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post #1 of 4 (permalink) Old 10-13-06, 04:32 PM Thread Starter
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Insurance help

Hey everyone!

Just need your thoughts on this scenario.

A person has purchased car from a dealer with some known existing mods (Wheels, Spoiler and exhaust mods)

The person advises his/her insurance company of the new vehicle and the existing mods and takes out a comprehensive policy.

Down the track a claim is to be made, and the insurance company advise that in fact the suspension had been lowered from standard ride height, yet this was not advised when insurance policy taken out.

The person who bought the vehicle was not aware of this, as no documentation provided by dealer at time of sale listed any mods on the vehicle, hence did not know or advise the insurance company.

In this scenario, what would the insurance company do? Would they reject or reduce the claim on the basis that the person who owns the vehicle did not advise them of this particular mod? Or would they make an exception?


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post #2 of 4 (permalink) Old 10-14-06, 02:39 PM
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Re: Insurance help

I think this would be covered by 'reasonable' measures. The owner has provided all the details they knew regarding the modifications, particularly from a dealer.
The insurance company should pay-up but perhaps pursue the dealer, if it is shown that the modifications contributed to the claim.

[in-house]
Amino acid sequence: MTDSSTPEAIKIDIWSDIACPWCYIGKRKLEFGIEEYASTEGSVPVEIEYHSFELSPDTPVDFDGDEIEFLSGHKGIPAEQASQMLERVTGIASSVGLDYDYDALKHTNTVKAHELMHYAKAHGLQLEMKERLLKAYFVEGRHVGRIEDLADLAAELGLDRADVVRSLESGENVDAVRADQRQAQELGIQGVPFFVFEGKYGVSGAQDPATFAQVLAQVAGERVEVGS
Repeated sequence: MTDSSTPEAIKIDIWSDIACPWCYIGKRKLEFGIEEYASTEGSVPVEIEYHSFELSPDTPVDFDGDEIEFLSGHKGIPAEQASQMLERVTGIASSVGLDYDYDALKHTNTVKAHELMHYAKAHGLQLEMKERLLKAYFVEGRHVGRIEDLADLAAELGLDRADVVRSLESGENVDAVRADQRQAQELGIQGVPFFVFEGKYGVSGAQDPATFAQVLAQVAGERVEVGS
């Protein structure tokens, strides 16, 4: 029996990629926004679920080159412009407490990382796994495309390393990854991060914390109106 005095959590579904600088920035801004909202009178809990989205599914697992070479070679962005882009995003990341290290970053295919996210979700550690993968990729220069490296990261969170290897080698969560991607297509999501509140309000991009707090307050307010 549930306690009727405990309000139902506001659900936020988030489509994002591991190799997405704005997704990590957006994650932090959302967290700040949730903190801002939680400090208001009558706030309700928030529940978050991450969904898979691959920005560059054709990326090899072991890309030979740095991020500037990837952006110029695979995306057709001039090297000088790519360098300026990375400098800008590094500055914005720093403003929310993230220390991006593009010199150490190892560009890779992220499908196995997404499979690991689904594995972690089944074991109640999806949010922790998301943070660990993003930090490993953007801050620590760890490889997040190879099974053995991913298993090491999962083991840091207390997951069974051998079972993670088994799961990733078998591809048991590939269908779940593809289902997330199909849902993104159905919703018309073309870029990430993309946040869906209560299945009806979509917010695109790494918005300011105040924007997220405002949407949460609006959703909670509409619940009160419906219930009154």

This is what we pay insurance for people.

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post #3 of 4 (permalink) Old 10-17-06, 12:18 PM
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Re: Insurance help

the insurance company could not reject the claim, but they would not be obligated to pay to replace undeclared aftermarket parts.
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post #4 of 4 (permalink) Old 10-22-06, 06:29 AM
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Re: Insurance help

sorry...if the policy was taken out after the onus of disclosure rules came into affect (around 1985), the insurance company does have the right to reject the claim and cancel the policy if an undisclosed modification is found during assessment after an accident...most companies won't do this if you have a good driving/insurance history and the modification was of a nature that wouldn't have caused them to reject your request for cover in the first place...

for the assessor to have discovered this modification in the above scenario, either it is deemed to be something which may have contributed to the accident, or the vehicle had been noticably lowered (in which case the purchaser should have noticed this himself)...

this is why it is really important to know your car...if you find something, even months later, that you were unaware of, let the insurance company know - most will be impressed with your honesty and do their best to help companies are all about minimising their risk, and they don't want to be paying out on claims generating form vehicles that don't fit within their policy guidelines...there are a number of insurance companies that specialise in cover for modified vehicles at very competitive rates...

remember, every year when you renew your policy, you are basically once again swearing that everything you have told them up until now is true, correct and everything they want to know!!!...hope this will help...(i was a motor vehicle claims assessor for many years, and this is a very common problem)...
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